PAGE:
To leverage confident vulnerability, both coach and coachee, or leader and team must find the Whenever the topic of employee engagement comes up, I usually tense up. I tense up so badly in fact its like hearing nails scratching a chalkboard.
And I know I probably just showed my age with the chalkboard reference, but employee engagement does not operate in isolation. That said, the data Gallup recently shared is scary.
Only 30% of U.S. employees, and 13% worldwide, are engaged
35% of U.S. managers are engaged in their jobs, 51 % are not engaged, and 14% are actively disengaged
Managers account for at least 70% of employee engagement related issues
In reading past posts of mine, it’s no secret that unlocking the potential power of people development sits in leaders ability to move away from accidental (Diminishers) to intentional (Multipliers).
With that said, let’s move away from accidental and intentional for a minute, and move toward an even simpler concept; saying yes and saying no.
Saying “Yes” & Saying “No”
The concept of saying “yes” and saying “no” comes from my training as a coach and is designed to shed light on what happens when we make decisions.
To illustrate, let’s take an experience from my memory bank – the typical meeting cancellation…and in this case, a performance review meeting.
Once, a long time ago, a line manager of mine cancelled because a workplace emergency came up. That’s fine. I was ok with it, as things happen in a busy work environment, and we remained in communication and tried to stay fluid.
However, when it was cancelled a third and fourth time, an indirect message was sent, “NO, this performance review meeting is not as important as everything else on my plate.”
Now, to be fair, I knew my line manager quite well and understood this was uncharacteristic of him – that it was part of something systemic in the way things were done at the organization.
The short answer was the cancellations were the result of shifting priorities from his own line manager, which had a trickle down affect onto me, but while there was surely a connection, there was something else going on.
Correlation does not equal Causation
The researcher in me finds the Gallup data telling, but I prefer to reserve judgment of managers and focus on the organizational culture attached to employee engagement as a strategy.
And while the data is pretty damming of managers’ impact on employee engagement, correlation does not equal causation, which means one may be related to the other, but might not be the underlying root cause to the phenomenon.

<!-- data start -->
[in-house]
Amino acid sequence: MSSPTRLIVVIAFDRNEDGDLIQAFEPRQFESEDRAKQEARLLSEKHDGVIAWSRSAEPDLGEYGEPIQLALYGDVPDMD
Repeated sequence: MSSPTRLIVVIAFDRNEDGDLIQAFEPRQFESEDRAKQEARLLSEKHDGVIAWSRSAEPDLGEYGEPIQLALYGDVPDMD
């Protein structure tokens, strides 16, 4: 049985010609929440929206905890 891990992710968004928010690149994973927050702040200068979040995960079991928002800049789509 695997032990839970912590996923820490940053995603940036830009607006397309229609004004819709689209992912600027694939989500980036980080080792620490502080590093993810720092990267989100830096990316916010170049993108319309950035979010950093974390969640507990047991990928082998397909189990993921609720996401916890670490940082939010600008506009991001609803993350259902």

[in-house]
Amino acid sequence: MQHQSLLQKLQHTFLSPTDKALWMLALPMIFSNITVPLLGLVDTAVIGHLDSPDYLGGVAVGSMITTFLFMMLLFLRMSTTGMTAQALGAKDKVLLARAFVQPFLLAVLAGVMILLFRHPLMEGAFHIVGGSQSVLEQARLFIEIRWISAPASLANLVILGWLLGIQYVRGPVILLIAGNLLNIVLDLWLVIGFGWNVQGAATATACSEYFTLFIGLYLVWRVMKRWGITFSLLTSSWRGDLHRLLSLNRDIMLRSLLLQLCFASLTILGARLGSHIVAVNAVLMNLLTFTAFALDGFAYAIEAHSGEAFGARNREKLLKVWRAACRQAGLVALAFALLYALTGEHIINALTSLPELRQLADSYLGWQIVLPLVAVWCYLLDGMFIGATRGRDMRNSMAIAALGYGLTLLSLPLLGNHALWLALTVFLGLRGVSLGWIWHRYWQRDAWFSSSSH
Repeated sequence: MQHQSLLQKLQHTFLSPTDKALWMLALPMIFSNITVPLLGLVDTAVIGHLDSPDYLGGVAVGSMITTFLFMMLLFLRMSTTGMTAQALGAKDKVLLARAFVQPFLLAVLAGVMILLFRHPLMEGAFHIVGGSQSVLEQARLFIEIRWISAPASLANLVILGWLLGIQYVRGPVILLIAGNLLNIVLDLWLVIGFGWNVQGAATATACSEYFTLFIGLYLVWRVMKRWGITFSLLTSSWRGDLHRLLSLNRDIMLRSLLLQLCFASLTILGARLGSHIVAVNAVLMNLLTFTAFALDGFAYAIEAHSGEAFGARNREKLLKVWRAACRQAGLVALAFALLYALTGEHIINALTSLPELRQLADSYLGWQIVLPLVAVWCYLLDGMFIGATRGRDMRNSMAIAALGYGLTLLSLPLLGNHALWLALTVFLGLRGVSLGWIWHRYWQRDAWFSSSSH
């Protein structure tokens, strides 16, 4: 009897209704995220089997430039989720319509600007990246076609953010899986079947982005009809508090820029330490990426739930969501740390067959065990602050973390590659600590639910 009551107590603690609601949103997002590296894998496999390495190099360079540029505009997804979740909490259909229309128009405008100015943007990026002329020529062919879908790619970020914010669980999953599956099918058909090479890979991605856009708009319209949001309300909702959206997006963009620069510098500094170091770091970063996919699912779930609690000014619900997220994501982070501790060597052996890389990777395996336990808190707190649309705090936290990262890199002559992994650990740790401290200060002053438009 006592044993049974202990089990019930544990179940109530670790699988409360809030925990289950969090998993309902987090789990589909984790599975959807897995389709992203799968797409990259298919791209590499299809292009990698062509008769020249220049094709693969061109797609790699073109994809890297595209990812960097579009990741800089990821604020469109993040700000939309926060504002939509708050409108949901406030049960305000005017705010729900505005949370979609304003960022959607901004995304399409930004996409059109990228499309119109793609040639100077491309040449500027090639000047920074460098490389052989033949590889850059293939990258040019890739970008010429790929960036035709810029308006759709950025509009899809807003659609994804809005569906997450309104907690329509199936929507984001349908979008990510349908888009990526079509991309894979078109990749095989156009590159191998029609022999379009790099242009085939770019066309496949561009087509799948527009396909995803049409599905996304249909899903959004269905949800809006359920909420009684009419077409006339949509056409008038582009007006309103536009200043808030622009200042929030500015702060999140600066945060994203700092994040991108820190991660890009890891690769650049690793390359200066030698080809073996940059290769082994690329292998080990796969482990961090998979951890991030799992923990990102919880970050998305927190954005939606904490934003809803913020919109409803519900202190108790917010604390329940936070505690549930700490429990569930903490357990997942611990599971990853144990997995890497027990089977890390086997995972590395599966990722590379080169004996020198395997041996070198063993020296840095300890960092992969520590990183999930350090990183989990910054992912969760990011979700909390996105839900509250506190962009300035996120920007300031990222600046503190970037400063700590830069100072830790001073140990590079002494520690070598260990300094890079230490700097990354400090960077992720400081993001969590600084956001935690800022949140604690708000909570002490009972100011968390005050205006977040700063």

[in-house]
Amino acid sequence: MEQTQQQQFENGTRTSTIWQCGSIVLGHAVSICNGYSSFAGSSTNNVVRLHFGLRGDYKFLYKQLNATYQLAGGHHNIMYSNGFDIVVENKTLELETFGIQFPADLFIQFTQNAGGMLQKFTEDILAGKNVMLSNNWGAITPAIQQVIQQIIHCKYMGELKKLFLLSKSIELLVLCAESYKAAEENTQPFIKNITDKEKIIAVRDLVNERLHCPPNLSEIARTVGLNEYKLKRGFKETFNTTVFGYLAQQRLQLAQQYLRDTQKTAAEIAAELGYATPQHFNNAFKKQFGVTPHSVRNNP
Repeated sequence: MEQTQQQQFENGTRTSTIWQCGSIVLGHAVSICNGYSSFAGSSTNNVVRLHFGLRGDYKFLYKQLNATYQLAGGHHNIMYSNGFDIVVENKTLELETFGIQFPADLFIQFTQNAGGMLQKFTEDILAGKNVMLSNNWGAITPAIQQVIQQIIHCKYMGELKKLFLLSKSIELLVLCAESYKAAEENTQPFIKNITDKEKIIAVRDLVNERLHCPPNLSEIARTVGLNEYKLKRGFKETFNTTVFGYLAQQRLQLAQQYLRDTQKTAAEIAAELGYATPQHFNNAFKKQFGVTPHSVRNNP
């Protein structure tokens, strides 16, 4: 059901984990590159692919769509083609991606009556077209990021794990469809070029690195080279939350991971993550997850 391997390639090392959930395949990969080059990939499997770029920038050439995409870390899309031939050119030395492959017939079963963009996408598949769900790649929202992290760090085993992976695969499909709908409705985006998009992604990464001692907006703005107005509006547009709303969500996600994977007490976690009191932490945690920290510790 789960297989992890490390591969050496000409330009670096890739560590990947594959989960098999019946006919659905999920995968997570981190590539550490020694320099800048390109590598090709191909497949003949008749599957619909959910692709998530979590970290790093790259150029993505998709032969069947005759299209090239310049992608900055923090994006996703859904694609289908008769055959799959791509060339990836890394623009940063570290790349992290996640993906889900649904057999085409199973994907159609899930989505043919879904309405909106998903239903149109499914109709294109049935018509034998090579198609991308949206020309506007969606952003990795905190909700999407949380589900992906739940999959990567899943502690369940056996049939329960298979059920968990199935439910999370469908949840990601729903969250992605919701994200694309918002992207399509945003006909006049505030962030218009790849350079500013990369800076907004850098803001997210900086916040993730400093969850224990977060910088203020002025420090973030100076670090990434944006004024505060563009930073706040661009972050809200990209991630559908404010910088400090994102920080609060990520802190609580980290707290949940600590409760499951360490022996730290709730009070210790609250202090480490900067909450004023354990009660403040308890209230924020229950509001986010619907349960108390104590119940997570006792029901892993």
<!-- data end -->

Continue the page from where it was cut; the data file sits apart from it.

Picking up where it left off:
Unwrapping the nuances of employee engagement becomes much more complex when we look at what contributes to it. And the question that immediately comes up to mind – what would a culture survey show if it were placed side-by-side to the Gallup data?
Organizational Culture impacts Organizational Design which impacts Organizational Performance
It’s a curious thing trying to deduce the culture of an organization – just look at how they categorize strategic initiatives.
For example, what do you notice when you see talent development vs. talent management? Or when I say cultivate an employee experience much like a customer experience vs. improve employee engagement?
For starters, development has a positive connotation. When you develop something it has the meaning of progress and moving forward and becoming better…of growing.
Whereas management can be interpreted two different ways: it may mean I manage or handle something well or it can have the negative connotation of controlling something or someone.
Connotations have subjective meaning. Each word can have a different meaning depending on what we associate with it……more to the point, how we interpret it.
Interpretation is subjective, and reasonably speaking, clarity around what organizations intentionally want to say “yes” and “no” to is a strategic imperative.
Simply put – if not managed carefully, connotations of commitment vs. compliance becomes a trend and breeds a systemic culture that shapes the design of an organization.
And yes, an organization’s design does indeed impact the way it performs e.g. employment engagement. Hence, Gallup’s data findings.
Adopting a Systems Approach
When I think of Systems Awareness, I think of Peter Senge of MIT’s School of Business who describes it in the following way:
Are you a part of a family? Everybody is a part of a family. Have you ever seen in a family, people producing consequences in the family, how people act, how people feel, that aren’t what anybody intends? Yes. How does that happen?
The fundamental rationale of systems thinking is to understand how it is that the problems that we all deal with, which are the most vexing, difficult and intransigent, come about, and to give us some perspective on those problems [in order to] give us some leverage and insight as to what we might do differently.
It would be easy to solely lay blame on managers for the plight of employee engagement, AND unfair to absolve an organization’s culture as a systematic influence on the resulting undesired human behavior.
My question to you – how much attention has your organization placed on the value of Systems Awareness and Systems Thinking in the context of employee engagement?
David is a leadership practitioner, who is passionate about creating the conditions for sustainable people development and organizational development success. His passion for sustainable success is grounded in the belief that all people and organizations can enhance their performance when the right conditions for success are intentionally cultivated at the workplace.